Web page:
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As the Fed sets forth a fairly aggressive path toward higher interest rates, one key element could scuttle those plans.
Substantially lower-than-expected inflation would be a significant hurdle for the central bank in its quest to normalize a benchmark rate kept near zero through much of the post-financial crisis economy. The Fed has hiked the rate three times since December 2015 and economists and Wall Street strategists widely expect at least two more moves before the end of 2017.
However, the inflation numbers of late have not been cooperating.
The Fed's preferred measure, the personal consumption expenditures index, is showing gains of just 1.8 percent currently, excluding food and energy, and expected to fall even further. The consumer price index, which is a secondary measure in Fed officials' eyes, most recently showed a 1.9 percent gain for core and 2.2 percent on the headline.
As things stand now, Fed officials are writing off the recent soft economic numbers as "transitory," a go-to term for fluctuations that don't meet their economic expectations. Many experts on Wall Street thus expect the Fed to follow through with projections to hike interest rates twice more this year and begin the long process of unwinding its $4.5 trillion portfolio of government debt known as the "balance sheet. "
Investors will get a closer look at behind-the-scenes discussion when the Federal Open Market Committee on Wednesday releases the minutes from its meeting earlier this month.
"We continue to expect the Fed to hike in June and September and announce balance sheet reduction in December," Citigroup economist Andrew Hollenhorst said in a note. "The drama at the June meeting may not be whether the Fed raises rates but what changes in the Fed official economic projections."
Hollenhorst believes those calculations will have to include a reduction in the PCE rate to as low as 1.4 percent, a pretty good distance from the Fed's 2 percent inflation target.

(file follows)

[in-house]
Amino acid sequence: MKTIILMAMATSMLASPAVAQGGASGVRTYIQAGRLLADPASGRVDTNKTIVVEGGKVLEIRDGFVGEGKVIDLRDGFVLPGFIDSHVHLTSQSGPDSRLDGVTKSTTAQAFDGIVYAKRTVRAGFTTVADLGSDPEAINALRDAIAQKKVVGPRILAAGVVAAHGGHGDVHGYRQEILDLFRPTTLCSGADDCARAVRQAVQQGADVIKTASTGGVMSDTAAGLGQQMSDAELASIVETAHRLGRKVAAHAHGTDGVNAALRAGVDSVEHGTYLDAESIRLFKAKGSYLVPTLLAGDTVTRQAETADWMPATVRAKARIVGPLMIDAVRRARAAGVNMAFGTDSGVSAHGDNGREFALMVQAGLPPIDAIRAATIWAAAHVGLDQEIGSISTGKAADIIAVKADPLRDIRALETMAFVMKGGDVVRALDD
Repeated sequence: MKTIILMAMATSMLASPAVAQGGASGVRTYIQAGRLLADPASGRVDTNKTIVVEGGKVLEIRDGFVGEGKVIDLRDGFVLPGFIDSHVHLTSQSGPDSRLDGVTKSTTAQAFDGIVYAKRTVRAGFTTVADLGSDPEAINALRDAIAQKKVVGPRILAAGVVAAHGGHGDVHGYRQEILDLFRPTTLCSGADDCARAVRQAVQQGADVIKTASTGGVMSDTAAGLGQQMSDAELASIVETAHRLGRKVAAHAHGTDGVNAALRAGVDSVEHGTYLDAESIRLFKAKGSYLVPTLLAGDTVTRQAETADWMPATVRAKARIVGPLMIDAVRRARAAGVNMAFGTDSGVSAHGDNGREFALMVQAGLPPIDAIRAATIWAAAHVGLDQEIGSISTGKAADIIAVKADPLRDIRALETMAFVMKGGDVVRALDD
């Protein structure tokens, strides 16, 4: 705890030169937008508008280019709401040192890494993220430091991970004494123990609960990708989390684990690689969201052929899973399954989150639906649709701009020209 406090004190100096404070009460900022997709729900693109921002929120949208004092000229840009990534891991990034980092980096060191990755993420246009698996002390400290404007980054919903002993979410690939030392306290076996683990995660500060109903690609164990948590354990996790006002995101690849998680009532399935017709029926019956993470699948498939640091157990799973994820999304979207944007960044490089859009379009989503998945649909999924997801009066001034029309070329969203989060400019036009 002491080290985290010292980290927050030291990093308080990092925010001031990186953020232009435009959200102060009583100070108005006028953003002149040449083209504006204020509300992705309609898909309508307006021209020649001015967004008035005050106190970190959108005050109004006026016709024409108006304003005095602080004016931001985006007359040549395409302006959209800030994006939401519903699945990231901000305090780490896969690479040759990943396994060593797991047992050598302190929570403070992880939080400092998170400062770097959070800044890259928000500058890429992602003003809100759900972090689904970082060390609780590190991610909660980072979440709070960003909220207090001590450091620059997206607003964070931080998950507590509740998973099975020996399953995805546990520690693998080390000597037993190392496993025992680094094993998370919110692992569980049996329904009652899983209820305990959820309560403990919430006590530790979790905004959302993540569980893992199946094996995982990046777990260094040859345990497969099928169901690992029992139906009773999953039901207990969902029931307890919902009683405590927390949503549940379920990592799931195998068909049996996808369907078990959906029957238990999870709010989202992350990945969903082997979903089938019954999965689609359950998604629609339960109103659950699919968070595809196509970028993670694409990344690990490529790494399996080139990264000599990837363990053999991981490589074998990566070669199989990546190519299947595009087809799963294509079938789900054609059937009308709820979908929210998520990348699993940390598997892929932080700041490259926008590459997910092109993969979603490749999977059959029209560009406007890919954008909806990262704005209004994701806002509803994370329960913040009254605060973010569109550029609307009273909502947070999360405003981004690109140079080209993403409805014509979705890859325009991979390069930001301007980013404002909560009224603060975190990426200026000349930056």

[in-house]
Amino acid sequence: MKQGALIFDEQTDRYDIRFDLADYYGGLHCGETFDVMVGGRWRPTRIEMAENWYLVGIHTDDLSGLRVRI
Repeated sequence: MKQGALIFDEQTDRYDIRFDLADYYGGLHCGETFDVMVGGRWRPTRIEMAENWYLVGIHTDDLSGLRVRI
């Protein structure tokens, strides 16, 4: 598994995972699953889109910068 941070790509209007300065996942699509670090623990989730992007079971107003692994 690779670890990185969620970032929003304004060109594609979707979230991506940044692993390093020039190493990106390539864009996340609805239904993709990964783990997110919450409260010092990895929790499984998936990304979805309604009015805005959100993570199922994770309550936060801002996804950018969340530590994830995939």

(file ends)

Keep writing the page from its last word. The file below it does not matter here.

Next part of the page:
The question is whether that will have a material impact on policy.
Traders in the fed funds futures market who try to game where the benchmark interest rate will land do not believe the Fed will be as aggressive as Wall Street thinks.
Current indications are for a near certainty — an 83 percent chance as of Wednesday morning — that the Fed will approve a quarter-point rate increase in June. However, from there traders differ sharply from the Street consensus. The market is pricing in barely a 50 percent chance of another hike by the end of the year, according to the CME's FedWatch tool. Also, the futures market sees the Fed rate at 2.26 percent by the end of 2019, compared with the Fed's projection of 3 percent.
The bond market is also reflecting a more cautious tone than the Fed regarding growth, with the benchmark 10-year Treasury note at just 2.27 percent in Wednesday trading. The rate is considered a proxy for GDP plus inflation and is thus indicating a slow growth pattern ahead.
David Rosenberg, chief economist and strategist at Gluskin Sheff, believes the bond market, particularly the compression in yields between shorter-dated and longer-duration government debt, is troubling and not pointing toward an aggressive Fed.
"Long-dated yields have refused to move higher even as the Fed signals an intent to unwind its bloated balance sheet later this year," Rosenberg said in his morning note Tuesday. "With the Fed continuing to push the funds rate higher, this means a flatter yield curve with the risk of it inverting — take note because this has presaged every recession over the past 50 years."
As for Fed officials themselves, the rhetoric has tilted toward continuing down the path of steady rate hikes and balance sheet reduction. However, the market has been down this path before — in 2016 projections early in the year called for four rate hikes, but just one was enacted by year's end.
"The bond market is in synch with the Fed in the near term (a June hike is largely priced in) but pay attention to this divergence further out — it can't be sustained," Rosenberg said. "Just remember that 10 of the last 13 Fed hiking cycles have been miscalculations that ended in recession."